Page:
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On June 5th, voters in San Francisco will decide the fate of Proposition E, a ballot measure that seeks to overturn the city’s wide-reaching ban on the sale of all flavored “tobacco products” in the city, including vaping products (both with nicotine and without nicotine). The ban, which passed the San Francisco Board of Supervisors unanimously one year ago despite opposition from harm reduction advocates, is so extreme that it even extends to adult-only retail outlets like vape shops.

The American Vaping Association is a proud supporter of the No on Prop E campaign, as we believe that it is counterproductive to public health to ban the sale of products that are the most used smoking cessation tool in the country according to the CDC.

So, as a supporter of the campaign to stop the ban, it came as a surprise yesterday to learn that the Yes on Prop E campaign is training pro-ban canvassers to avoid using the word “ban” when speaking to voters. The below images come courtesy of the Yes on Prop E campaign, which inexplicably decided to post photos on Twitter that contained a large poster board labeled TALKING POINTS.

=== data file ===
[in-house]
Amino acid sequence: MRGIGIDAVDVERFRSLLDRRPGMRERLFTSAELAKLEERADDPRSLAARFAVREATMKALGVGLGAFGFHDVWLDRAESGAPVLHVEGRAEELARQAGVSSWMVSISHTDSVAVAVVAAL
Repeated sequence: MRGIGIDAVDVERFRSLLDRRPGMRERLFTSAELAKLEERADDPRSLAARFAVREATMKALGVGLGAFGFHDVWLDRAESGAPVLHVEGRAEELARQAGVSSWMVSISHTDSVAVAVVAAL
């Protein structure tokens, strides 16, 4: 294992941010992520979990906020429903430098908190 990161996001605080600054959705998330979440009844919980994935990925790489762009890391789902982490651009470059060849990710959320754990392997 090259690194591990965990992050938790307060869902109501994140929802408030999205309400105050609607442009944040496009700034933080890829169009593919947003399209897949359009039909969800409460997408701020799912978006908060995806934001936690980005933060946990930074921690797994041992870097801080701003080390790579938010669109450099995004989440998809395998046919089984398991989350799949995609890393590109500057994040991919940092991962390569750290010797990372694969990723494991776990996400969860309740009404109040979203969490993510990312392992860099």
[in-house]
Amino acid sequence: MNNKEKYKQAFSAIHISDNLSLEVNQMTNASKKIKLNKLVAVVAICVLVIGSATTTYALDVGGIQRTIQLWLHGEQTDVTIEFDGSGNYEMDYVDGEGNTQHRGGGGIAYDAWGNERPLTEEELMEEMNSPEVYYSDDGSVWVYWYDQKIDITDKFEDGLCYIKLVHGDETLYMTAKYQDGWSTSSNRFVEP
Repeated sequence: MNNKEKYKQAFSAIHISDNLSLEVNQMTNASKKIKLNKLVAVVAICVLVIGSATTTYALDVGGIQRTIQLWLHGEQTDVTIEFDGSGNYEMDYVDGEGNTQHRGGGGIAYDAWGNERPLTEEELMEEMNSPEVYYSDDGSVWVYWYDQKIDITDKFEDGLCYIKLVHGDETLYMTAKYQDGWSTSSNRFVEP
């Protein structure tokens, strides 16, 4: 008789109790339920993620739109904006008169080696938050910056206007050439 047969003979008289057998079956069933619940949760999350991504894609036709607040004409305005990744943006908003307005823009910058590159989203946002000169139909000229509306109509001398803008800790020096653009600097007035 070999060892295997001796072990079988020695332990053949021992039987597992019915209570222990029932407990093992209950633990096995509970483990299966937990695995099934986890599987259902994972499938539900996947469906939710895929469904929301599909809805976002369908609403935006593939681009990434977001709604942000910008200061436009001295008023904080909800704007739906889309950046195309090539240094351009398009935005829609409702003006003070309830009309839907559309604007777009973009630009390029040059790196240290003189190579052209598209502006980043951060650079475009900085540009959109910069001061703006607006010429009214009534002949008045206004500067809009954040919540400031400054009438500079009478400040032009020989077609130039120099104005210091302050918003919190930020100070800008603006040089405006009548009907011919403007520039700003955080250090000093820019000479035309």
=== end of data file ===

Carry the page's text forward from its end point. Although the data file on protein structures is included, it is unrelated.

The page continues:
This aversion to using the word “ban” appears to be a new development. After all, the title of the ordinance — Banning the Sale of Flavored Tobacco Products — isn’t exactly subtle. When the ordinance passed, lead sponsor Supervisor Malia Cohen’s celebratory tweet noted her ordinance would “ban the sale of flavored tobacco in San Francisco” (see below). The ordinance was even called an absolutely bombproof ban on flavored tobacco products by University of San Francisco Professor Stanton Glantz, a prominent proponent of the ban who receives substantial funding from the FDA Center for Tobacco Products.

 

 

 

If the Yes on Prop E campaign is so sure that enacting an “absolute bombproof ban” is the best policy for the city, why would they actively warn canvassers to avoid informing voters of what they are campaigning for? Perhaps it is because the pro-ban campaign has talked to actual voters and discovered that prohibition and bans just aren’t popular in San Francisco. After all, less than two years ago a ballot measure to end California’s ban on recreational marijuana sales passed with the approval of 74% of San Francisco County voters.

Activists may not want to admit it, but San Francisco’s flavored ‘tobacco’ ban is just that — a ban.

 BY 

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